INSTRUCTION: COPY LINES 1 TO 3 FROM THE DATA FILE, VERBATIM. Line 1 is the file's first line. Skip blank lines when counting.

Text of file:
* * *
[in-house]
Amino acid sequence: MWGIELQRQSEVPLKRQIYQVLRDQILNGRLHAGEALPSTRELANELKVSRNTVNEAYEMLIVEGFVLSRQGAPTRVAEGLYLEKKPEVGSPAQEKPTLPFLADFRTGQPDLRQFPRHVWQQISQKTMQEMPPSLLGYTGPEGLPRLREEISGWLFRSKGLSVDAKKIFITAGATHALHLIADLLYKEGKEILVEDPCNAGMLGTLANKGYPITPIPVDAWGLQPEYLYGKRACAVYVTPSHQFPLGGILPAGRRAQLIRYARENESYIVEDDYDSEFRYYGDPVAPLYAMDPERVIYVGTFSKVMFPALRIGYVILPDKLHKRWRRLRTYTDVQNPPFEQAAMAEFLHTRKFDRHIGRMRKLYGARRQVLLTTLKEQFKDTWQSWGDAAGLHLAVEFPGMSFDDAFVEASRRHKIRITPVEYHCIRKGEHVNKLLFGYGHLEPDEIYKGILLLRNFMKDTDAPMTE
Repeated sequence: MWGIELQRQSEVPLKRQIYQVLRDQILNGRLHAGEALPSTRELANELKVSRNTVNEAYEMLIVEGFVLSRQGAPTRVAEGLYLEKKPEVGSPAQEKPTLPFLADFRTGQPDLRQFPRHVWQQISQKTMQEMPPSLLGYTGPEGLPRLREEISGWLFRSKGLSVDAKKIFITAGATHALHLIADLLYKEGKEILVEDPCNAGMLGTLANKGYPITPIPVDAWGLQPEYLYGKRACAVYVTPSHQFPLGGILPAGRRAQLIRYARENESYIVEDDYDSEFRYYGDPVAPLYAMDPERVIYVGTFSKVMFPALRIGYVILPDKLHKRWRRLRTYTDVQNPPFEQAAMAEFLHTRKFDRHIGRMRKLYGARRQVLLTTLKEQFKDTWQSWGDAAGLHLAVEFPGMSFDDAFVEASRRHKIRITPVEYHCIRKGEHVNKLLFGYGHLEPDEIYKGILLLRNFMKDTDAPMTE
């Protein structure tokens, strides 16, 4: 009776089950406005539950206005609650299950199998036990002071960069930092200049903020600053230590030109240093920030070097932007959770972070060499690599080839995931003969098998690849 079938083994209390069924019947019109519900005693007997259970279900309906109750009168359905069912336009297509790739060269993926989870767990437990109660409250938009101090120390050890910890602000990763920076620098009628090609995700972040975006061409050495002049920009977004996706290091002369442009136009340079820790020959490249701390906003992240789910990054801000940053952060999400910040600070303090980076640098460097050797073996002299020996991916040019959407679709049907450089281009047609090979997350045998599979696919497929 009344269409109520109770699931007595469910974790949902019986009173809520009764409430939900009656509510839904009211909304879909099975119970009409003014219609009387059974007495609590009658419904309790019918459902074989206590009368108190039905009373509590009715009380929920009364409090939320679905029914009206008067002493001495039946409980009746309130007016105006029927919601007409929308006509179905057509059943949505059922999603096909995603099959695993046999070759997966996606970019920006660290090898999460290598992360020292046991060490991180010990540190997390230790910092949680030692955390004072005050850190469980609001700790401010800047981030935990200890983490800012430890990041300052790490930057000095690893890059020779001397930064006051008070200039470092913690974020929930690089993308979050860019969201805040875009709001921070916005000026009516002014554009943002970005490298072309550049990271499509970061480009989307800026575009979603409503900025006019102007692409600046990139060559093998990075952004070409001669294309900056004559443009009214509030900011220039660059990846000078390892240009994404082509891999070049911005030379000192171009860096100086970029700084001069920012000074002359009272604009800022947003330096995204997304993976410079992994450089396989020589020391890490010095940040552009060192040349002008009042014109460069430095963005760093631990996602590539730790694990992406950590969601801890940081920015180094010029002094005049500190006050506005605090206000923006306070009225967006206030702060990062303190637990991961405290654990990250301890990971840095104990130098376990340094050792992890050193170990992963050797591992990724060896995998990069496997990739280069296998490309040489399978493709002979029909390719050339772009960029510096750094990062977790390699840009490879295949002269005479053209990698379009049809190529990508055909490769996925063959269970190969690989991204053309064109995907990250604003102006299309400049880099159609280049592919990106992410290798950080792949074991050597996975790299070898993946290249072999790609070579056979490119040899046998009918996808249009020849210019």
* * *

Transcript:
[in-house]
Amino acid sequence: MWGIELQRQSEVPLKRQIYQVLRDQILNGRLHAGEALPSTRELANELKVSRNTVNEAYEMLIVEGFVLSRQGAPTRVAEGLYLEKKPEVGSPAQEKPTLPFLADFRTGQPDLRQFPRHVWQQISQKTMQEMPPSLLGYTGPEGLPRLREEISGWLFRSKGLSVDAKKIFITAGATHALHLIADLLYKEGKEILVEDPCNAGMLGTLANKGYPITPIPVDAWGLQPEYLYGKRACAVYVTPSHQFPLGGILPAGRRAQLIRYARENESYIVEDDYDSEFRYYGDPVAPLYAMDPERVIYVGTFSKVMFPALRIGYVILPDKLHKRWRRLRTYTDVQNPPFEQAAMAEFLHTRKFDRHIGRMRKLYGARRQVLLTTLKEQFKDTWQSWGDAAGLHLAVEFPGMSFDDAFVEASRRHKIRITPVEYHCIRKGEHVNKLLFGYGHLEPDEIYKGILLLRNFMKDTDAPMTE
Repeated sequence: MWGIELQRQSEVPLKRQIYQVLRDQILNGRLHAGEALPSTRELANELKVSRNTVNEAYEMLIVEGFVLSRQGAPTRVAEGLYLEKKPEVGSPAQEKPTLPFLADFRTGQPDLRQFPRHVWQQISQKTMQEMPPSLLGYTGPEGLPRLREEISGWLFRSKGLSVDAKKIFITAGATHALHLIADLLYKEGKEILVEDPCNAGMLGTLANKGYPITPIPVDAWGLQPEYLYGKRACAVYVTPSHQFPLGGILPAGRRAQLIRYARENESYIVEDDYDSEFRYYGDPVAPLYAMDPERVIYVGTFSKVMFPALRIGYVILPDKLHKRWRRLRTYTDVQNPPFEQAAMAEFLHTRKFDRHIGRMRKLYGARRQVLLTTLKEQFKDTWQSWGDAAGLHLAVEFPGMSFDDAFVEASRRHKIRITPVEYHCIRKGEHVNKLLFGYGHLEPDEIYKGILLLRNFMKDTDAPMTE